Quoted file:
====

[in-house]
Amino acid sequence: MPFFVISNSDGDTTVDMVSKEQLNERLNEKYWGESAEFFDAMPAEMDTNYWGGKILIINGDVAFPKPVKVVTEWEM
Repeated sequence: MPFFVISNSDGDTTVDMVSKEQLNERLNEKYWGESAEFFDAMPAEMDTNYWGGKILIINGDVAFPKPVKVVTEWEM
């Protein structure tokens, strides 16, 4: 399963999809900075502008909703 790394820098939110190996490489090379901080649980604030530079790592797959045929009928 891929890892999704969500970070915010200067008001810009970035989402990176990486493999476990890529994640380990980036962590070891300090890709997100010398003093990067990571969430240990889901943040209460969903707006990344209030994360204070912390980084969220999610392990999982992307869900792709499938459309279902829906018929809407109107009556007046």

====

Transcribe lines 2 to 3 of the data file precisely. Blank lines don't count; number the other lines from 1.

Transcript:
Amino acid sequence: MPFFVISNSDGDTTVDMVSKEQLNERLNEKYWGESAEFFDAMPAEMDTNYWGGKILIINGDVAFPKPVKVVTEWEM
Repeated sequence: MPFFVISNSDGDTTVDMVSKEQLNERLNEKYWGESAEFFDAMPAEMDTNYWGGKILIINGDVAFPKPVKVVTEWEM